Bob Wojnowski, Tony Paul and Chris McCosky discuss the Tigers at the quarter pole of the season. The Detroit News
Toledo, Ohio — His hitting coach is not concerned with what Jake Rogers does in the box before the ball arrives.
Just as long as he’s ready when it does.
Toledo’s Mike Hessman is one of the men charged with making sure the Tigers prospect, long considered one of the finest defensive catchers in all the minors, continues to develop enough offense to be an impact big leaguer.
And if Rogers does it with the exaggerated leg kick he’s had since a teenager, so be it.
“It’s just kind of a thing that’s been comfortable for me,” Rogers told The Detroit News on Sunday. “I got the timing down with it last year, the timing was off a little bit early on. It’s just kind of a timing mechanism for me, and it’s been pretty good.”
Good enough to earn a promotion last week to Triple-A, where his hot bat continued to connect. His offerings left Fifth Third Field in his first two at-bats, a ground-rule double and then a towering fly ball into Mike Hessman Home Run Alley in left field.
Hessman, the minor league home run king with 433 homers over 19 seasons, preferred a quiet front foot, while Rogers goes with a high left leg paired with his low hands.
“That’s his style,” Hessman said. “Me, personally, as a hitting guy, I never really try to take it away from them. There are times where it gets a little high and out of control, and I think he is starting to understand when it gets to that point.
“The most important thing is just getting into a good, strong hitting position and foundation once it’s time to fire. He can do what he wants to beforehand, just as long as he’s getting into that good launch position consistently.”
Rogers, the No. 11 Tigers prospect in The Detroit News system rankings, has built upon a strong finish to a disappointing season in Double-A Erie last year with more success this spring.
Tigers Vice-President of Player Development Dave Littlefield talks with The Detroit News' Chris McCosky about top prospects during spring training. Robin Buckson, The Detroit News
In 27 Double-A games this season, Rogers hit .302 with five home runs with 19 walks and 26 strikeouts. He hit safely in 10 of his last 11 games for the SeaWolves and is 4 for 12 through four games in Toledo before sitting out Sunday for scheduled rest. HIs first three hits for the Mud Hens went for extra bases.
That’s after a nice finish salvaged an ugly .219 season last year, where he struck out 112 times and drew 41 walks.
“I’m trying not to get too big,” Rogers said of his swing. “I was chasing out of the zone, swinging at pitches I shouldn’t.
“I’m just trying not to do too much — and hit the little white thing.”
The 24-year-old from Canyon, Texas, grew up as a shortstop and pitcher and moved to a part-time catcher in high school. At Tulane, he moved full time into catching after his father, Dusty, told him every team needs a good catcher.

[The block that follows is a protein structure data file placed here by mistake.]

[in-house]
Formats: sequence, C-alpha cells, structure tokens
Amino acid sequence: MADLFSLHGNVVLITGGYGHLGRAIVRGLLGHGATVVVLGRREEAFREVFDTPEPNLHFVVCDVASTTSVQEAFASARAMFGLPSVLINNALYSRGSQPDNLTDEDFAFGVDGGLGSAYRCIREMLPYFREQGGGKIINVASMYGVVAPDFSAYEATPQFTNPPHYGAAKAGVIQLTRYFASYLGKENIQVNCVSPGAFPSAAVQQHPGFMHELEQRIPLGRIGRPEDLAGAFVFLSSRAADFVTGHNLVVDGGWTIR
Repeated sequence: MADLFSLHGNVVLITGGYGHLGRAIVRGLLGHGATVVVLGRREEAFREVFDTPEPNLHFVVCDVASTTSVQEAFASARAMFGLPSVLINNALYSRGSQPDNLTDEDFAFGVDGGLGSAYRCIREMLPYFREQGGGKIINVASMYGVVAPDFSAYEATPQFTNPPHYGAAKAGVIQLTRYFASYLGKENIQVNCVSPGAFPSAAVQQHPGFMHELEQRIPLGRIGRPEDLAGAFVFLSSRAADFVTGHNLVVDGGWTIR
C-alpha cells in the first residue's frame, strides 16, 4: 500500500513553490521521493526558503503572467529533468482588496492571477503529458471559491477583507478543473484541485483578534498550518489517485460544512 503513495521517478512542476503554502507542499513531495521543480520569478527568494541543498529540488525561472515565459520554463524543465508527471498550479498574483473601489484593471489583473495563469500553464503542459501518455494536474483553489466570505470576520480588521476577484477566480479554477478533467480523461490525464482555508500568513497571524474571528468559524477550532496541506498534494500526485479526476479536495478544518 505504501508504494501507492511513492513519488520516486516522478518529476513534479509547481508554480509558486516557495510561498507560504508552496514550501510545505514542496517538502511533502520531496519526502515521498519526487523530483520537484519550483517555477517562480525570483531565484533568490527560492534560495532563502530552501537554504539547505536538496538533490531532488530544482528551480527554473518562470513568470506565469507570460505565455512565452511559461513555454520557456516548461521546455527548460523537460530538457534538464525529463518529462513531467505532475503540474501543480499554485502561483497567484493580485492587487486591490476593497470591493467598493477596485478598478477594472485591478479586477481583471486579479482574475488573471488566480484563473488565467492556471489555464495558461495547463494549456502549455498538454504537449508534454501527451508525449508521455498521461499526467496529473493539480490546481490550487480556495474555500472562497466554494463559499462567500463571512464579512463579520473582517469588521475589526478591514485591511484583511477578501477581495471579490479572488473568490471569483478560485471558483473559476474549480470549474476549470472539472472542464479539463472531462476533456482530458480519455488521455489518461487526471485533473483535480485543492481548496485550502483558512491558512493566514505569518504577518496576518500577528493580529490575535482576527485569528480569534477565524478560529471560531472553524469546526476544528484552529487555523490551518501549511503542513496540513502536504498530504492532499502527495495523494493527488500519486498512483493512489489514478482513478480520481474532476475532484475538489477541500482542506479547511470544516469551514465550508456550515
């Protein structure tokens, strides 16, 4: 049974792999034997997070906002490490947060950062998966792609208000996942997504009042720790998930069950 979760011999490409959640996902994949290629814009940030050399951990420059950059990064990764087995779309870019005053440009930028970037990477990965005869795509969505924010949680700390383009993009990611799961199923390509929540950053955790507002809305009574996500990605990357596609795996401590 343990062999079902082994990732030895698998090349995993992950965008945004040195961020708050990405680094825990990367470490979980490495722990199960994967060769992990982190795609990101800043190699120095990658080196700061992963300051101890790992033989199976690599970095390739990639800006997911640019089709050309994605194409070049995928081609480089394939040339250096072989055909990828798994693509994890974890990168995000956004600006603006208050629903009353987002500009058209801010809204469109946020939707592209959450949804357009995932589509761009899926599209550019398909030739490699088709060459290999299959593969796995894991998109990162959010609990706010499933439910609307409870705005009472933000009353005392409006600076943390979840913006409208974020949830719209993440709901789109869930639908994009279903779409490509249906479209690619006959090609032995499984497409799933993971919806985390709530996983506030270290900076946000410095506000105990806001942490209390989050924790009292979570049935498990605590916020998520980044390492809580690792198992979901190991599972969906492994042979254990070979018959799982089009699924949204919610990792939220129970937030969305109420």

“I ended up loving it because you’re involved in every play, it’s not that boring,” said Rogers, who said he emulated Joe Mauer, former Tigers catcher Pudge Rodriguez and Yadier Molina growing up.
The right-handed Rogers was a third-round pick in 2016 by Houston and his reputation behind the plate continued to flourish.
One of three prospects dealt to Detroit for Justin Verlander in 2017, Rogers continued to show off the defense, nabbing 50 of 90 would-be base stealers, a .556 percentage — Martin Maldonado led the majors last season at .486.
“He’s legit, he’s as advertised,” Erie manager Mike Rabelo said of Rogers’ defense. “The receiving, the mobility, the blocking, the throwing — he can throw from different arm slots, it’s lightning quick.”
Rabelo, a former Tigers catcher, said Rogers improved his two-strike approach this season and improved against lefties, hitting .333 with four home runs against them this spring after hitting .200 in 2018.
“I’m just finding good pitches to hit and not chasing out of the zone,” Rogers said. “Finding a barrel or two helps.”
Mud Hens outfielder Danny Woodrow, who played with Rogers in Erie last season, said Rogers is the best defensive catcher he’s ever played with. Woodrow, the No. 37 Tigers prospect, said Rogers should boost Toledo, which improved to 10 games under .500 with Sunday’s win.
“He’s awesome back there; I love when he’s catching,” Woodrow said. “He throws the hell out of it; he’s a smart player.
“When you get a guy out on the bases, it’s always big. It’s kind of that one you get back, you know? The guy got on somehow and then you get it back with a great defensive play from Jake.”
Rabelo also said Rogers contributed to a positive clubhouse atmosphere for the SeaWolves.
The catching prospect befriended a 4-year-old Erie fan last summer after Nico Kolash’s father posted a video on social media of his son, a huge baseball fan who underwent open-heart surgery last summer, imitating Rogers hitting a walk-off home run.
The catcher saw it, and it began a relationship that led to Nico being signed to be an honorary player for the SeaWolves for a day.
Rogers came to the family home to give the youngster the good news.
“I try to have fun, and I try to be good to the fans because they’re coming to watch,” Rogers said. “His dad just happened to post a video at the right time, and I saw it at the right time, and it just kind of went from there. It blossomed into something greater.
“Nico, him and his whole family are great people, and I’m glad I got to know them.”
Matt Schoch is a freelance writer.